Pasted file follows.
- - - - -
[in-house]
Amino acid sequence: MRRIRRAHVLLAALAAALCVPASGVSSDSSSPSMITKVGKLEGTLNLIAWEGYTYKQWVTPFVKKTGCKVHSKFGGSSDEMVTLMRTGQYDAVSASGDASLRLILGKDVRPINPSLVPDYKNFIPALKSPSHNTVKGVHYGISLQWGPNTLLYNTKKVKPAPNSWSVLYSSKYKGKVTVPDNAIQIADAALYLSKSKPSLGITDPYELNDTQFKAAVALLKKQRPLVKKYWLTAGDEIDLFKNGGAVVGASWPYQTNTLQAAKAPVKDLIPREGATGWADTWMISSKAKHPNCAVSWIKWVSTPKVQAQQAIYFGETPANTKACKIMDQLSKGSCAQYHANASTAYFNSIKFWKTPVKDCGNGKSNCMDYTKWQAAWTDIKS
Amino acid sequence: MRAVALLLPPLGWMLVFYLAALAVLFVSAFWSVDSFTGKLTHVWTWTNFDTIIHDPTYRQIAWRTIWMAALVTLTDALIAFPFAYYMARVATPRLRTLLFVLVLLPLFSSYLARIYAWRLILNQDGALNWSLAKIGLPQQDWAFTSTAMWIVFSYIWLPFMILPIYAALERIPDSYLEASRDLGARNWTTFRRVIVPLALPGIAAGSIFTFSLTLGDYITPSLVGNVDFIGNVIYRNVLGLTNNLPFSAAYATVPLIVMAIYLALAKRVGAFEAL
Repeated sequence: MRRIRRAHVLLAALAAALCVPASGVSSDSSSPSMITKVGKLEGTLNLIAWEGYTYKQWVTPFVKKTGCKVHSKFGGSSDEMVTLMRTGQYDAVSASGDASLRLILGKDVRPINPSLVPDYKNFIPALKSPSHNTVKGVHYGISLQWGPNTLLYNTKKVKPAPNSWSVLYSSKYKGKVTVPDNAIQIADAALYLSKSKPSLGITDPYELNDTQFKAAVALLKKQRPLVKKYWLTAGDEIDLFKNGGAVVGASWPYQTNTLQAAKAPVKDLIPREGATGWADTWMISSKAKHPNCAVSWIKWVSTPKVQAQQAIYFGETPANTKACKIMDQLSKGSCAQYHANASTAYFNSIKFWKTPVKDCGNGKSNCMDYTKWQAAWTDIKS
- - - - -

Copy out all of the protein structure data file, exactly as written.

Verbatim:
[in-house]
Amino acid sequence: MRRIRRAHVLLAALAAALCVPASGVSSDSSSPSMITKVGKLEGTLNLIAWEGYTYKQWVTPFVKKTGCKVHSKFGGSSDEMVTLMRTGQYDAVSASGDASLRLILGKDVRPINPSLVPDYKNFIPALKSPSHNTVKGVHYGISLQWGPNTLLYNTKKVKPAPNSWSVLYSSKYKGKVTVPDNAIQIADAALYLSKSKPSLGITDPYELNDTQFKAAVALLKKQRPLVKKYWLTAGDEIDLFKNGGAVVGASWPYQTNTLQAAKAPVKDLIPREGATGWADTWMISSKAKHPNCAVSWIKWVSTPKVQAQQAIYFGETPANTKACKIMDQLSKGSCAQYHANASTAYFNSIKFWKTPVKDCGNGKSNCMDYTKWQAAWTDIKS
Amino acid sequence: MRAVALLLPPLGWMLVFYLAALAVLFVSAFWSVDSFTGKLTHVWTWTNFDTIIHDPTYRQIAWRTIWMAALVTLTDALIAFPFAYYMARVATPRLRTLLFVLVLLPLFSSYLARIYAWRLILNQDGALNWSLAKIGLPQQDWAFTSTAMWIVFSYIWLPFMILPIYAALERIPDSYLEASRDLGARNWTTFRRVIVPLALPGIAAGSIFTFSLTLGDYITPSLVGNVDFIGNVIYRNVLGLTNNLPFSAAYATVPLIVMAIYLALAKRVGAFEAL
Repeated sequence: MRRIRRAHVLLAALAAALCVPASGVSSDSSSPSMITKVGKLEGTLNLIAWEGYTYKQWVTPFVKKTGCKVHSKFGGSSDEMVTLMRTGQYDAVSASGDASLRLILGKDVRPINPSLVPDYKNFIPALKSPSHNTVKGVHYGISLQWGPNTLLYNTKKVKPAPNSWSVLYSSKYKGKVTVPDNAIQIADAALYLSKSKPSLGITDPYELNDTQFKAAVALLKKQRPLVKKYWLTAGDEIDLFKNGGAVVGASWPYQTNTLQAAKAPVKDLIPREGATGWADTWMISSKAKHPNCAVSWIKWVSTPKVQAQQAIYFGETPANTKACKIMDQLSKGSCAQYHANASTAYFNSIKFWKTPVKDCGNGKSNCMDYTKWQAAWTDIKS